A woman dead in her forties

Your breasts/—sliced-off—The scars
dimmed—as they would have to be
years later
All the women I grew up with are sitting
half-naked on rocks—in sun
we look at each other and
are not ashamed
and you too have taken off your blouse
but this was not what you wanted:
to show your scarred, deleted torso
I barely glance at you
as if my look could scald you
though I’m the one who loved you
I want to touch my fingers
to where your breasts had been
but we never did such things
You hadn’t thought everyone
would look so perfect
you pull on
your blouse again:—stern statement:
There are things I will not share
with everyone
You send me back to share
my own scars—first of all
with myself
What did I hide from her
what have I denied her
what losses suffered
how in this ignorant body
did she hide
waiting for her release
till uncontrollable light began to pour
from every wound and suture
and all the sacred openings
Wartime.—We sit on warm
weathered, softening grey boards
the ladder glimmers where you told me
the leeches swim
I smell the flame
of kerosene—the pine
boards where we sleep side by side
in narrow cots
the night-meadow exhaling
its darkness—calling
child into woman
child into woman
Most of our love from the age of nine
took the form of jokes and mute
loyalty:—you fought a girl
who said she’d knock me down
we did each other’s homework
wrote letters—kept in touch, untouching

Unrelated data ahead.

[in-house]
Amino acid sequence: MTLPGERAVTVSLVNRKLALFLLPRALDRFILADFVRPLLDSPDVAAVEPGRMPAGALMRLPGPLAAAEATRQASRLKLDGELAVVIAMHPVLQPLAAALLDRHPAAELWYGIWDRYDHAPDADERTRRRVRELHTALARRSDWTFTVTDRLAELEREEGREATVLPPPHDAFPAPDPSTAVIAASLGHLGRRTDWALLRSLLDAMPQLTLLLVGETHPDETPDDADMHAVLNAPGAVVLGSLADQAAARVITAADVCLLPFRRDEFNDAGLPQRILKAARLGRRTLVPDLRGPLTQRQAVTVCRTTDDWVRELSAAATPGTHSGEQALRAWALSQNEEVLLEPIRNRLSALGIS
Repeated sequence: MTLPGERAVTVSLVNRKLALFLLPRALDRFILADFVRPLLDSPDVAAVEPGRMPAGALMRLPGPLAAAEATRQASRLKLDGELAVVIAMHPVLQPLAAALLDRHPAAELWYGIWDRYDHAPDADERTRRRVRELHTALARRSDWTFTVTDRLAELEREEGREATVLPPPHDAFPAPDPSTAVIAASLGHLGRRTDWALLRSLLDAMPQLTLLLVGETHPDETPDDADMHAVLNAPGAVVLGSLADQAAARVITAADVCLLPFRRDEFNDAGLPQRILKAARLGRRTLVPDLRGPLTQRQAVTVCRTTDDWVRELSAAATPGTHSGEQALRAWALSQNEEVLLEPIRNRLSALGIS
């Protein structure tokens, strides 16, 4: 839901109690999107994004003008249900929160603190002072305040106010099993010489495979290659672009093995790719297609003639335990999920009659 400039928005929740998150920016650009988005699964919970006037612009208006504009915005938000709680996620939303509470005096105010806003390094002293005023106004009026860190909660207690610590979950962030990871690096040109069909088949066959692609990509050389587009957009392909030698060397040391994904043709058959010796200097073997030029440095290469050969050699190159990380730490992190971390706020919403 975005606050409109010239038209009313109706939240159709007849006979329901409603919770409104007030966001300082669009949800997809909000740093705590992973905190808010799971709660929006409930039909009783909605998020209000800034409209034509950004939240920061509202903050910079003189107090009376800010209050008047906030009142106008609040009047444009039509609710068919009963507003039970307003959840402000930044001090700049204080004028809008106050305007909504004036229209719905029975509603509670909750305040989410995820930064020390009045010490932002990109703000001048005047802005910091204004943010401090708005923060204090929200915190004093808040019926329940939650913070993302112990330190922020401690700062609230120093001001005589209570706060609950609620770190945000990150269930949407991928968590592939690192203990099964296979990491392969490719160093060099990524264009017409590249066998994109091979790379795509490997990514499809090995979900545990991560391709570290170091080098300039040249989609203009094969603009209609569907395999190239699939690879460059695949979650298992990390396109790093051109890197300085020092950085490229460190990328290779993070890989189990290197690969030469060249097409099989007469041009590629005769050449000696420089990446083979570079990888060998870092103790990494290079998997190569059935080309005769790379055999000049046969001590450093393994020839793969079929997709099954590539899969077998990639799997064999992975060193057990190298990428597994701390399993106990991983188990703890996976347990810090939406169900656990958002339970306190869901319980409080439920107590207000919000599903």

lied about our lives:—I wearing
the face of the proper marriage
you the face of the independent woman
We cleaved to each other across that space
fingering webs
of love and estrangement—till the day
the gynecologist touched your breast
and found a palpable hardness
You played heroic, necessary
games with death
since in your neo-protestant tribe the void
was supposed not to exist
except as a fashionable concept
you had no traffic with
I wish you were here tonight—I want
to yell at you
Don’t accept
Don’t give in
But would I be meaning your brave
irreproachable life, you dean of women, or
your unfair, unfashionable, unforgivable
woman’s death?
You are every woman I ever loved
and disavowed
a bloody incandescent chord strung out
across years, tracts of space
How can I reconcile this passion
with our modesty
your calvinist heritage
my girlhood frozen into forms
how can I go on this mission
without you
you, who might have told me
everything you feel is true?
Time after time in dreams you rise
once from a wheelchair pushed by your father
across a lethal expressway
Of all my dead it’s you
who come to me unfinished
You left me amber beads
strung with turquoise from an Egyptian grave
I wear them wondering
How am I true to you?
I’m half-afraid to write poetry
for you—who never read it much
and I’m left laboring
with the secrets and the silence
In plain language:—I never told you how I loved you
we never talked at your deathbed of your death
One autumn evening in a train
catching the diamond-flash of sunset
in puddles along the Hudson
I thought:—I understand
life and death now, the choices
I didn’t know your choice
or how by then you had no choice
how the body tells the truth in its rush of cells
Most of our love took the form
of mute loyalty
we never spoke at your deathbed of your death
but from here on
I want more crazy mourning, more howl, more keening
We stayed mute and disloyal
because we were afraid
I would have touched my fingers
to where your breasts had been
but we never did such things

1974 – 1977


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